Ryan Thompson, Corvallis



I love all the recent comments regarding “Savage Love.” The part I love most is seeing people write “I am no prude” in the same letter in which they go on to prudishly state they will never read your paper again. Or worse, threaten to call the attorney general! What a laugh.

So I say let the prudes spend money to buy whatever they consider clean enough; EW is pretty good considering it costs nothing. If the objectors find Savage offensive, I fear to imagine what they would think if they were to go to Seattle and read the back pages of The Stranger.

I’d never actually read Dan Savage, but because of all the hubbub, I decided to check it out. And, to be fair, I read the past two months of back issues as well. Sure, some of the questions and revelations were shocking, and sure, Savage usually confronted those with overboard humor. But Savage’s advice is pretty levelheaded and not likely to be found elsewhere. For instance, the advice he gave TAC about Craigslist (1/4) was brilliant mostly because of how abrasively he confronted the situation. Savage is not offensive or in need of censorship (unless you’re a prude).

I don’t plan on continuing to read the column because the issues he deals with don’t speak to me. I can do that — simply not pay attention to what I don’t like or need. However, the letters may be invaluable to someone else. Please don’t remove “Savage Love” from EW.

Daniel Porter, Corvallis



In response to John Galloway’s letter, “Public Radio Needed,” in the Feb. 22 EW, I would like to direct him towards a few radio stations which carry some of the shows he mentioned, as well as a few more. KWVA 88.1 FM carries the following news shows: “Democracy Now!” Monday through Friday, 7 to 8am; “Free Speech Radio News,” Monday through Friday, 6 to 6:30 pm; and “Counterspin” every Wednesday at 6:30 pm. Additionally, “Alternative Radio” is broadcast from KLCC 89.7 FM every Tuesday at 6:30 pm.

I direct him and anyone else to the above radio shows as a source of quality, informative news, as the caliber of NPR news programming is lacking in comparison. Listen to the shows above and see for yourself if you doubt me.

Jonathan O. Bellg, Eugene



I find it hard to believe that a JB [Jack Black] fan would include Nacho Libre in your list of Best Movies of 2006 (2/22) but completely ignore Tenacious D in The Pick of Destiny. Did I read the article too quickly? Did I miss it? Did 2006 end before Thanksgiving?

Glenn Leonard, Eugene



I am greatly encouraged by what presidential candidate Barack Obama has said about the war in Iraq. He speaks plainly and courageously about the issue uppermost in the minds of most Americans today. We need leadership like that now more than ever if we are to avoid a dark descent into a state of permanent war. Every day Bush’s saber-rattling against Iran continues, we step closer to the edge of that descent.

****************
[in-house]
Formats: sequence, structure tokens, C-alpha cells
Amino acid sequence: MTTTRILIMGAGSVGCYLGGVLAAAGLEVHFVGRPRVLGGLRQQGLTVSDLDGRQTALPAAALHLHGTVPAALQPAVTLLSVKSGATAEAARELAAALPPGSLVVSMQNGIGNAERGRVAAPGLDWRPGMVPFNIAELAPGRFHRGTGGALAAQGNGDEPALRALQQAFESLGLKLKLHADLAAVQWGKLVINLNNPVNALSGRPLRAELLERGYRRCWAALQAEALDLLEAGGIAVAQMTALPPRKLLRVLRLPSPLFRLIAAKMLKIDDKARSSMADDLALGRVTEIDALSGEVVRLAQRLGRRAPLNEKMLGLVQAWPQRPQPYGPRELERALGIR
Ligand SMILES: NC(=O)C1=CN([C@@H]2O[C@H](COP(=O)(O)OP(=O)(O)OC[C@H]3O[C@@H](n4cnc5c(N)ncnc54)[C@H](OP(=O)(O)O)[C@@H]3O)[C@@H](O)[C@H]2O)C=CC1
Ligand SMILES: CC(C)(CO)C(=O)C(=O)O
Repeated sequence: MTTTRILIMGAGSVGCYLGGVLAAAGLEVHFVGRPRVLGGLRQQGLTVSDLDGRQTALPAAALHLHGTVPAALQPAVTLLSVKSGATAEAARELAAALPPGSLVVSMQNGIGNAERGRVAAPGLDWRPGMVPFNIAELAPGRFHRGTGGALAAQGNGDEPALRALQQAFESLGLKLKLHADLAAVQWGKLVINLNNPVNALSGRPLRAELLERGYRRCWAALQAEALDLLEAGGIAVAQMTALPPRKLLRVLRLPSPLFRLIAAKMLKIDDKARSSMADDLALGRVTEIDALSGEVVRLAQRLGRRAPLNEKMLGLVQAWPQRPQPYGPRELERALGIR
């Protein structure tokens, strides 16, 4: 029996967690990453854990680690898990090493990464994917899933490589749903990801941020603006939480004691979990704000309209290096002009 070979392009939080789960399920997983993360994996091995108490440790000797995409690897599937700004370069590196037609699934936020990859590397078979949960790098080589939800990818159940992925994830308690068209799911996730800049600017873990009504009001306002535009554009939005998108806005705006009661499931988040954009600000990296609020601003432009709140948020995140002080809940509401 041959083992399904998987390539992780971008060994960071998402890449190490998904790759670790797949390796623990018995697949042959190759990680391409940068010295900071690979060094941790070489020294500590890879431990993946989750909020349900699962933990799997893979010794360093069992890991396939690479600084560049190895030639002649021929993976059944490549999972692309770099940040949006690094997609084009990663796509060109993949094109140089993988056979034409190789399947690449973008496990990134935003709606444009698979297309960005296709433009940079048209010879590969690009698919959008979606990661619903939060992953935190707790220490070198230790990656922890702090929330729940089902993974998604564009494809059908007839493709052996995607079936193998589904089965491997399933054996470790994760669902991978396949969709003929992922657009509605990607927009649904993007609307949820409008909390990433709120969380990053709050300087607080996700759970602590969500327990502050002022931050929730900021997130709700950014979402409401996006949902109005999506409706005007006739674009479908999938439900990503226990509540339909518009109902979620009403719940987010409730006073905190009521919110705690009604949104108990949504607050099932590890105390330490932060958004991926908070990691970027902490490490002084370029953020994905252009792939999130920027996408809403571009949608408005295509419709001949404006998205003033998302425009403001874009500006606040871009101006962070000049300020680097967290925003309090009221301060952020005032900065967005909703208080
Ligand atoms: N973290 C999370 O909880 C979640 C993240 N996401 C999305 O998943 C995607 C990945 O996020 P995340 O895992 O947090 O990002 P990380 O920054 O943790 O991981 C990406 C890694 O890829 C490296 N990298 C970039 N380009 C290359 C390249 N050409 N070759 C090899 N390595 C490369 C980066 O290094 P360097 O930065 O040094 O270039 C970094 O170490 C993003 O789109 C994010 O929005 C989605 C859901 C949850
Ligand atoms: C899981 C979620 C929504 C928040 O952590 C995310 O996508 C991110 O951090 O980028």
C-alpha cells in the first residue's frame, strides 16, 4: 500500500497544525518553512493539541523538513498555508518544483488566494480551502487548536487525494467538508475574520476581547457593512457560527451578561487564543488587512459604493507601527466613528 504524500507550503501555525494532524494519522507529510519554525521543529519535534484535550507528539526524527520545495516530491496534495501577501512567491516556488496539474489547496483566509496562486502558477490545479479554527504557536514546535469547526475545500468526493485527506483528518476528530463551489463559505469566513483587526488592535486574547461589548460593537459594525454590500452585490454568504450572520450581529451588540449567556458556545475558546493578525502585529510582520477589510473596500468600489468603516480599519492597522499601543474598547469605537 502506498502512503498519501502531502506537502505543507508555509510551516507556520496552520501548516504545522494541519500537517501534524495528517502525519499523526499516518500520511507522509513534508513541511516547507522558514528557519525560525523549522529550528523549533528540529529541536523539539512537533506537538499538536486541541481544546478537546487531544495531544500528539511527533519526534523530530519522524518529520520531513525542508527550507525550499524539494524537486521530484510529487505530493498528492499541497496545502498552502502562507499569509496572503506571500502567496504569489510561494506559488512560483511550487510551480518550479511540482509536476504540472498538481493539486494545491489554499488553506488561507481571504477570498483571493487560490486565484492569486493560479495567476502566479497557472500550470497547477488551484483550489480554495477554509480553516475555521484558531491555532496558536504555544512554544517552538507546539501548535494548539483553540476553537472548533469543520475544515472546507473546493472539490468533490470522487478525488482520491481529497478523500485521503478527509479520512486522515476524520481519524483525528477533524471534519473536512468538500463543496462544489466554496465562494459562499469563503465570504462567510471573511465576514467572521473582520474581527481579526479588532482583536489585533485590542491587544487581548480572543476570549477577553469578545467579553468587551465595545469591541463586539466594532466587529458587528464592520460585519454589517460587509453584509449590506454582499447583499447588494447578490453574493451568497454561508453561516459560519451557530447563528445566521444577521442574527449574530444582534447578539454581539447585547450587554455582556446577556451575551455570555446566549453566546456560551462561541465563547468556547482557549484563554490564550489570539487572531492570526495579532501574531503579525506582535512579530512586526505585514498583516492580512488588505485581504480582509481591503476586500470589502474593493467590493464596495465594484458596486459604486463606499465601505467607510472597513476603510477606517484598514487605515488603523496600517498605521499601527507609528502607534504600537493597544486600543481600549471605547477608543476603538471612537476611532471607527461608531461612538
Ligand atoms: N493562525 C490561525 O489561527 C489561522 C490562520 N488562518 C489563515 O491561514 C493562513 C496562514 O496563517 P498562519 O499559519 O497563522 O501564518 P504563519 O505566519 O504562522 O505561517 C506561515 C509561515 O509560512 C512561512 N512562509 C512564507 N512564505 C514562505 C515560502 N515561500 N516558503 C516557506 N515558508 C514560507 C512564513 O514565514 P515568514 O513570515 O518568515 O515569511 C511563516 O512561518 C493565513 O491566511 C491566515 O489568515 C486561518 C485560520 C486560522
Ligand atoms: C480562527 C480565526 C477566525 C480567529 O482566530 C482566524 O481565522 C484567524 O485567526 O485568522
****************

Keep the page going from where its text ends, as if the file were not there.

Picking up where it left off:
I am truly sickened by congressional Republicans who talk of “encouraging the terrorists” and “lowering troop morale” as a consequence of national debate and legitimate discussions to end our involvement in Iraq, clearly now embroiled in a brutal civil war. The Republicans have missed the point entirely. Our involvement was a mistake, started under false pretenses with false intelligence and at horrendous cost to both our own soldiers and countless Iraqi civilians, not to mention the draining of our federal treasury! The war must end, and the sooner we leave, the sooner the terrorists, who feed off of hatred, will lose their main argument for recruiting: U.S. occupation. It seems clear to me from reading their own accounts that our soldiers have felt beaten down by an unending deployment into a meaningless war.

Let us hope the debate continues to rage in the halls of Congress on this vitally important issue. Justice can never be served by silence; indeed, democracy can only flourish where there is thoughtful discussion and vigorous dissent.

John Jordan-Cascade, Eugene



My wife and I attended the Neko Case/Eric Bachmann concert recently (at the McDonald). We love her music, her vocals, songwriting and the excellent band backing her up. I also thoroughly enjoyed the music of Eric Bachmann. Due to no seating on the main floor, we sat upstairs in the balcony, but the obnoxious drunks in the crowd made it the most disappointing, worst concert experience we ever had. During Bachmann’s set, people partied as though there was no performer onstage. I was ashamed to be part of such a rude audience.

Finally Case’s set started, and we looked forward to the audience paying attention to the music. Alas, the general chaos was replaced by some particularly obnoxious behavior by several boorish people who literally bellowed at the top of their lungs between every song “We love you Neko” and the like. Case herself made a few references to the drunks in the crowd, as had Gillian Welch at one of her concerts at the McDonald. There seems to be a pattern here, one which makes us loath to try again despite the appeal of many of the acts booked.

Several people left before the show was over, and had I not spent $52 for the tickets, we would have left also. Perhaps the venue needs to have a bar in order to meet expenses. If that is the case, why can’t some staff be appointed to patrol and monitor the upstairs and require loud people to quiet down? Let’s get with it, folks!

P.R. Lanz, Eugene